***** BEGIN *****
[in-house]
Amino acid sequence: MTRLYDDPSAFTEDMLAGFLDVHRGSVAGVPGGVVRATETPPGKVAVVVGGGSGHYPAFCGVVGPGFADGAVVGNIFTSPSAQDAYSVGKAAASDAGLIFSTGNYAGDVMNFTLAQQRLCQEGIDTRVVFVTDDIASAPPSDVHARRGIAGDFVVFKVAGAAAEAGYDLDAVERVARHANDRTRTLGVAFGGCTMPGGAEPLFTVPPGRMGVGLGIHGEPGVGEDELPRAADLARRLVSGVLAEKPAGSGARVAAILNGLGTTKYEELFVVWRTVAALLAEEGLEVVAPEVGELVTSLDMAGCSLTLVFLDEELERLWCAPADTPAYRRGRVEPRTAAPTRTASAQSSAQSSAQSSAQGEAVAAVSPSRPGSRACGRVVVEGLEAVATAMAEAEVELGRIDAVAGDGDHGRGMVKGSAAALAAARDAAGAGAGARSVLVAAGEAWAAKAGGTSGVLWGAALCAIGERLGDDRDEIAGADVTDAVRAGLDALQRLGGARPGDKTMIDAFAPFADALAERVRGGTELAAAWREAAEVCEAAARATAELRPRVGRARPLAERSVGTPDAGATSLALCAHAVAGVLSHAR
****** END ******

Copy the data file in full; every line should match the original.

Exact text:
[in-house]
Amino acid sequence: MTRLYDDPSAFTEDMLAGFLDVHRGSVAGVPGGVVRATETPPGKVAVVVGGGSGHYPAFCGVVGPGFADGAVVGNIFTSPSAQDAYSVGKAAASDAGLIFSTGNYAGDVMNFTLAQQRLCQEGIDTRVVFVTDDIASAPPSDVHARRGIAGDFVVFKVAGAAAEAGYDLDAVERVARHANDRTRTLGVAFGGCTMPGGAEPLFTVPPGRMGVGLGIHGEPGVGEDELPRAADLARRLVSGVLAEKPAGSGARVAAILNGLGTTKYEELFVVWRTVAALLAEEGLEVVAPEVGELVTSLDMAGCSLTLVFLDEELERLWCAPADTPAYRRGRVEPRTAAPTRTASAQSSAQSSAQSSAQGEAVAAVSPSRPGSRACGRVVVEGLEAVATAMAEAEVELGRIDAVAGDGDHGRGMVKGSAAALAAARDAAGAGAGARSVLVAAGEAWAAKAGGTSGVLWGAALCAIGERLGDDRDEIAGADVTDAVRAGLDALQRLGGARPGDKTMIDAFAPFADALAERVRGGTELAAAWREAAEVCEAAARATAELRPRVGRARPLAERSVGTPDAGATSLALCAHAVAGVLSHAR